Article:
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Moneycontrol.com ભારત | એકાઉન્ટીંગ નીતિ > Power - Transmission & Equipment > એકાઉન્ટીંગ નીતિ ને અનુસરો દ્રારા ઈન્ડો ટેક ટ્રાન્સફોર્મર્સ - બીએસઈ: 532717, ઍનઍસઈ : INDOTECH

ઈન્ડો ટેક ટ્રાન્સફોર્મર્સ

બીએસઈ: 532717  |  ઍનઍસઈ : INDOTECH  |  ISIN: INE332H01014  |  Power - Transmission & Equipment

શોધો ઈન્ડો ટેક ટ્રાન્સફોર્મર્સ કનેક્શન � માર્ચ 16
એકાઉન્ટીંગ નીતિ વર્ષ : માર્ચ '18

1 significant accounting polices

a. foreign currency

foreign currency transactions

Transactions in foreign currencies are translated into the functional currency of the Company, at the exchange rates at the dates of the transactions or an average rate if the average rate approximates the actual rate at the date of the transaction.

Monetary assets and liabilities denominated in foreign currencies are translated into the functional currency at the exchange rate at the reporting date. Non-monetary assets and liabilities that are measured at fair value in a foreign currency are translated into the functional currency at the exchange rate when the fair value was determined. Nonmonetary assets and liabilities that are measured based on historical cost in a foreign currency are translated at the exchange rate at the date of the transaction. Exchange differences are recognised in profit or loss.

b. financial instruments

(i) Recognition and initial measurement

Trade receivables and unbilled revenue are initially recognised when they are originated. All other financial assets and financial liabilities are initially recognised when the Company becomes a party to the contractual provisions of the instrument.

A financial asset or financial liability is initially measured at fair value plus, for an item not at fair value through profit and loss (FVTPL), transaction costs that are directly attributable to its acquisition or issue.

(ii) classification and subsequent measurement financial assets

On initial recognition, a financial asset is classified as measured at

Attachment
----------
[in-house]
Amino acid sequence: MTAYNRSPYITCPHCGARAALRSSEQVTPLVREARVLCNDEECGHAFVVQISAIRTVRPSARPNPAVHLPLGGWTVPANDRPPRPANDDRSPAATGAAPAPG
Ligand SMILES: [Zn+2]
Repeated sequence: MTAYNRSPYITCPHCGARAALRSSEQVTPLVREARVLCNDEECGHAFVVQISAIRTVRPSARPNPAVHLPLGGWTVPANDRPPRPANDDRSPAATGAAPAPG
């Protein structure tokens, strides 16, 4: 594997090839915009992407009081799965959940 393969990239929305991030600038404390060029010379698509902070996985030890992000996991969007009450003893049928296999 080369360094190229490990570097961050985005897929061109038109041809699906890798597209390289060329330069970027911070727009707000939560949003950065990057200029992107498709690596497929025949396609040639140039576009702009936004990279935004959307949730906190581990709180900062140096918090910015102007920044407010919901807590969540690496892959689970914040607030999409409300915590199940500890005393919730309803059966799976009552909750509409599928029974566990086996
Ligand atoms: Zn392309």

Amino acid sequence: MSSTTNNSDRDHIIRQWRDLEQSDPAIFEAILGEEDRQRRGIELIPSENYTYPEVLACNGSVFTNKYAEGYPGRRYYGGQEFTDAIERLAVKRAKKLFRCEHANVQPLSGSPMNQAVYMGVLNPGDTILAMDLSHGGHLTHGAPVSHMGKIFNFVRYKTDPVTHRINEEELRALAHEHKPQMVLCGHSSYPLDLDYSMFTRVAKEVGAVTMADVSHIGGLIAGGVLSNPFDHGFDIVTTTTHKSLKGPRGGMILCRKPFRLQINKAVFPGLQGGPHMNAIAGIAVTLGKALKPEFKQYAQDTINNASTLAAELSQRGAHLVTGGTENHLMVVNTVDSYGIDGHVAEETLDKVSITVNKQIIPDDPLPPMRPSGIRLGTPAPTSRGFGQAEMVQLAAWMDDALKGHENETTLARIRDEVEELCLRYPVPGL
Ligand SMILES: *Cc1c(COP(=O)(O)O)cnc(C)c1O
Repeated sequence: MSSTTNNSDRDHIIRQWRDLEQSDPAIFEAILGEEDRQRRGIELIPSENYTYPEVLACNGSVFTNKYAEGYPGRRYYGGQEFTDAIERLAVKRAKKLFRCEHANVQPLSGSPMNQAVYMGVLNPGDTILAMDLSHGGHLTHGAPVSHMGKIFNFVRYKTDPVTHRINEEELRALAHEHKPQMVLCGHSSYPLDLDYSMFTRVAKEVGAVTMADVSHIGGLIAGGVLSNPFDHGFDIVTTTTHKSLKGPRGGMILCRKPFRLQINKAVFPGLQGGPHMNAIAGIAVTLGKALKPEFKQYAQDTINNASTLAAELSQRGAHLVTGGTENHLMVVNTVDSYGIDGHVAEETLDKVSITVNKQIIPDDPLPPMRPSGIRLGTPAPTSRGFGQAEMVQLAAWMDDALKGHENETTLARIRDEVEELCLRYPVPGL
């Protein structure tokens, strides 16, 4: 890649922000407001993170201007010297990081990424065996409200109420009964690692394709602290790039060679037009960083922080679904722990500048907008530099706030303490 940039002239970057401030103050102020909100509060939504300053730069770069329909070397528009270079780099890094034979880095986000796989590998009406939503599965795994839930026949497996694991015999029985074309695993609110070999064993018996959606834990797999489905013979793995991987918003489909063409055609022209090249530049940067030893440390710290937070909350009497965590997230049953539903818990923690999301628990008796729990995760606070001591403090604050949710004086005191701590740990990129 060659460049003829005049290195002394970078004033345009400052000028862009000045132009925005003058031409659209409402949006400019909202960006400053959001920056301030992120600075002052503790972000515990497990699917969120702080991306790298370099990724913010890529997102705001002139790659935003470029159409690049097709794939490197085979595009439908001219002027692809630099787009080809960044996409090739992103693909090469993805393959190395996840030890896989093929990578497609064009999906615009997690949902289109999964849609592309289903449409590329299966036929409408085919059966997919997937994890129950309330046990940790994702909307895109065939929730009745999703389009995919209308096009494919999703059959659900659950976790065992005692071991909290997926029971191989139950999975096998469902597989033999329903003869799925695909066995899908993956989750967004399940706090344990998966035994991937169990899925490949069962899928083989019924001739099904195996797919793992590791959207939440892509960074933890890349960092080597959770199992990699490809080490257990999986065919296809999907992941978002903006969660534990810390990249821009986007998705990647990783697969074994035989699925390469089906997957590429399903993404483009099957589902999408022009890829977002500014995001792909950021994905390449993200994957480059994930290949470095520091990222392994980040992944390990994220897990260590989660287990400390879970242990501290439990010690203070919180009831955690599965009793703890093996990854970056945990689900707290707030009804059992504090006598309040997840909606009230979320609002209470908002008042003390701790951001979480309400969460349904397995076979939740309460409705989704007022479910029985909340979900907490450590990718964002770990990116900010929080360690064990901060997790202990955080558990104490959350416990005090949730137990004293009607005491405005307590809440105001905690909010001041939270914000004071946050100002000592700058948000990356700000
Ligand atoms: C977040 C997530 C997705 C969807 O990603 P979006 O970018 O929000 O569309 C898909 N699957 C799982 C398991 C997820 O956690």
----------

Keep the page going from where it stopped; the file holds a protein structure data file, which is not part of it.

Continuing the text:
- amortised cost;

- Fair value through OCI (FVOCI) - debt investment;

- FVOCI-equity investment; or

- FVTPL

Financial assets are not reclassified subsequent to their initial recognition, except if and in the period the Company changes its business model for managing financial assets.

A financial asset is measured at amortised cost if it meets both of the following conditions and is not designated as at FVTPL:

- the asset is held within a business model whose objective is to hold assets to collect contractual cash flows; and

- the contractual terms of the financial asset give rise on specified dates to cash flows that are solely payments of principal and interest on the principal amount outstanding.

A debt investment is measured at FVOCI if it meets both of the following conditions and is not designated as at FVTPL:

- the asset is held within a business model whose objective is achieved by both collecting contractual cash flows and selling financial assets; and

- the contractual terms of the financial asset give rise on specified dates to cash flows that are solely payments of principal and interest on the principal amount outstanding.”

On initial recognition of an equity investment that is not held for trading, the Company may irrevocably elect to present subsequent changes in the investments fair value in OCI (designated as FVOCI . equity investment). This election is made on an investment by investment basis.

All financial assets not classified as measured at amortised cost or FVOCI as described above are measured at FVTPL. This includes all derivative financial assets. On initial recognition, the Company may irrevocably designate a financial asset that otherwise meets the requirements to be measured at amortised cost or at FVOCI as at FVTPL if doing so eliminates or significantly reduces an accounting mismatch that would otherwise arise.

Financial assets: Subsequent measurement and gains and losses

Financial liabilities: Classification, subsequent measurement and gains and losses

Financial liabilities are classified as measured at amortised cost or FVTPL. A financial liability is classified as at FVTPL if it is classified as held-for-trading, or it is a derivative or it is designated as such on initial recognition. Financial liabilities at FVTPL are measured at fair value and net gains and losses, including any interest expense, are recognised in profit or loss. Other financial liabilities are subsequently measured at amortised cost using the effective interest method. Interest expense and foreign exchange gains and losses are recognised in profit or loss. Any gain or loss on derecognition is also recognised in profit or loss.

(iii) Derecognition

Financial assets

The Company derecognises a financial asset when the contractual rights to the cash flows from the financial asset expire, or it transfers the rights to receive the contractual cash flows in a transaction in which substantially all of the risks and rewards of ownership of the financial asset are transferred or in which the Company neither transfers nor retains substantially all of the risks and rewards of ownership and does not retain control of the financial asset.